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Friday, January 19, 2018
If the Sh*thole Epithet Fits, Wear It (part 1 of 3)
Do you know what strength it takes to survive on rainwater buried under concrete?" Cooper asked. "The people of Haiti have been through more ... they fought back against more injustice than our president ever has."
Cooper acknowledged that Haiti, like all countries, contained a mix of people but characterized Haitians as widely having a distinct dignity.
"It's a dignity many in this White House could learn from," Cooper said. "It's a dignity that the president, with all his money and power, could learn from as well.
Sure, Mr. Cooper. But you know what? Whenever there is any big disaster, there are always people who survive on rainwater buried in concrete or the equivalent. I would expect you to remember the people who dug and dug in the rubble of the World Trade Center, long after it became obvious that there would be no survivors, hoping to get maybe a sliver of something that could allow a family to identify a loved one.
Sure, every country has the good and the bad, and some countries, like Haiti, require more fortitude to survive than just about anywhere else.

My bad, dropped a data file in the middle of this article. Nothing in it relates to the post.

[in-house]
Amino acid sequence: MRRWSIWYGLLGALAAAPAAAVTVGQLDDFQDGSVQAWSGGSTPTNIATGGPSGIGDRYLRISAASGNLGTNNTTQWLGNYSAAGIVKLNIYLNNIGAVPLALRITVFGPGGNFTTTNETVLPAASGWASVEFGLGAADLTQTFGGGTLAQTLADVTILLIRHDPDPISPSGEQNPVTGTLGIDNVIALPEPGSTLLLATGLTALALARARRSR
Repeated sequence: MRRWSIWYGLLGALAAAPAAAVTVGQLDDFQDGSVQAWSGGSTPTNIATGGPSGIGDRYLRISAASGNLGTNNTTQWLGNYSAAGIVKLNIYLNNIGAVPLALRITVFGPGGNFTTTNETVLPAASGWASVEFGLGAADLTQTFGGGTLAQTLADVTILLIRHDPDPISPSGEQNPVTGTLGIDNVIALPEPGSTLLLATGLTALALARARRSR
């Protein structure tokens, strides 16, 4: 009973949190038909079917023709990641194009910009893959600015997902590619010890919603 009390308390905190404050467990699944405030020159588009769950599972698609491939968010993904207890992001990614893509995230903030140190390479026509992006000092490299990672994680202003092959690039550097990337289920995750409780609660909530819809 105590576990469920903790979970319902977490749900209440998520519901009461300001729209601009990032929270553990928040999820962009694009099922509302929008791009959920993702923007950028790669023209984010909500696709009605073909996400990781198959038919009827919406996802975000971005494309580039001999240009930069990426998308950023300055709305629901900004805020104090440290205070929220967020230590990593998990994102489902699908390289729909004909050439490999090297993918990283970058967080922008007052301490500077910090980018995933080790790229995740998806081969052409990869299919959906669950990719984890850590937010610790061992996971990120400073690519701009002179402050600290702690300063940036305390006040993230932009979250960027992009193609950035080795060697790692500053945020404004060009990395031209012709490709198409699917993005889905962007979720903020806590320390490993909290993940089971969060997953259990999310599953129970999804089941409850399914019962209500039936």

Since Haitians freed themselves from slavery and stopped growing the one commercial crop the island was capable of — sugar — they’ve been a basket case living off international charity. (Not that I blame them, since growing and harvesting sugar at the time was a miserable endeavor.) The island has been deforested, and the poverty is appalling.
But, Mr. Cooper, the fact that the people of Haiti have survived enormous adversity doesn’t make the place where they live not a sh*thole. On the contrary. It makes it a sh*thole that takes an enormous amount of strength and endurance to survive, but it is still a sh*thole.
And that’s why their people try to come here by the droves. But the fact that it’s a sh*thole or that its people are suffering doesn’t obligate us to take immigrants from Haiti. Because we are not a sort of charity shelter that takes in the deserving. We’re a country that takes in people who might become productive citizens. In those terms, Haitians should be judged as everyone else: “What do you bring to America, and what can you do for America?”